In a row, the countries where these posters were made are: Germany – Germany – Argentina – Japan.

I am not the author of these images. All rights belong to the authors.

Let’s watch “Antichrist” (2009) or: Namelessness & Trauma in Lacanian enunciation.

Lars von Trier’s Antichrist (2009) raised many an eyebrow in terms of imagery and analysis.  I will attempt to comprehend it from a Lacanian perspective, NOT because this is the truth or the reality of the film, but because art is open to (elaborately justified) interpretation. It could or could not have been intended as such by the director but there are many lenses through which we can view it. I choose Lacanian theory. Once again, this is not the final word about the work, this is a mere proposition(PS – Basic knowledge of Lacan’s writing and the film itself are required). In case you’re not into reviews, do check out the selection of film posters.

Antichrist can be seen from a vivid Lacanian perspective revolving around the acute process of symbolization of trauma by the Subject. Let’s examine this process through the overlapping dimensions of Lacanian theory and Biblical notions throughout the film.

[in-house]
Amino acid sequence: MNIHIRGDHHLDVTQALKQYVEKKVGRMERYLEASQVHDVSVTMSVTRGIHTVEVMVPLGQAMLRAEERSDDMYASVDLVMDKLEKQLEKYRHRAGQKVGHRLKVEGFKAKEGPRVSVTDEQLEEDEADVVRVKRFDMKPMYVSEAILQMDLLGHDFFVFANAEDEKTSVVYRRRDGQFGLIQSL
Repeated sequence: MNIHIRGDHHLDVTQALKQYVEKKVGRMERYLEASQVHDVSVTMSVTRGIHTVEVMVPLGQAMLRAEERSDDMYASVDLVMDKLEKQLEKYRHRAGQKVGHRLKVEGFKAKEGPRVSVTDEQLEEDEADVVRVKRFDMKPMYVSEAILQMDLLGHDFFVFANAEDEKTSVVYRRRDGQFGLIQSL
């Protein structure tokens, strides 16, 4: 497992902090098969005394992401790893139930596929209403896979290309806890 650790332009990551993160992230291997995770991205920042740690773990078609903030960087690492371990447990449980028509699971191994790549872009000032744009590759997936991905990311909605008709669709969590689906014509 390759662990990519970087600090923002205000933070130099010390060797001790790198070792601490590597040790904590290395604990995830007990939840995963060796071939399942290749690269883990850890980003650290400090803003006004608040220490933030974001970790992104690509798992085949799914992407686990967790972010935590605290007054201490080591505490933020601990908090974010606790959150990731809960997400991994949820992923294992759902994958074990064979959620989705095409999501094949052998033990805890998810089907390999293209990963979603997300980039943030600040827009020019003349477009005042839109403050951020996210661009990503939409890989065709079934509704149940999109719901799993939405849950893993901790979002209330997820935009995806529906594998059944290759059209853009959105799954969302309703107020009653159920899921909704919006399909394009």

“Antichrist” (2009)- American poster.

To put it very briefly, traumas belong to the real of the Real (the raw force which refuses to be assigned signification, which is not (yet) associated to language, which cannot be articulated by words). In order for us to live with them in our conscious life, we go through the process of the Imaginary, a distancing mirror phase in which we recognize that ” I am not the Other, the Other is not Me” by means of language. Language, lives up to  its socializing force in the realm of the Symbolic, the realm in which all traumas are inserted, for us to be able to go about our daily lives. But not everything can be integrated into our waking realm. Gainsbourg’s (She) relationship to the world has 2 facets: Firstly, her rapport to Nature (the forest, the cabin etc.), which later becomes the scene of the massacre. Secondly, her rapport to Dafoe (He) and her access into his inner world. This intimacy, in Lacanian theory, is identified as the Real,  the Real being the realm of no language, the lack of names in the film becomes particularly revealing.

Antichrist (2009)- French poster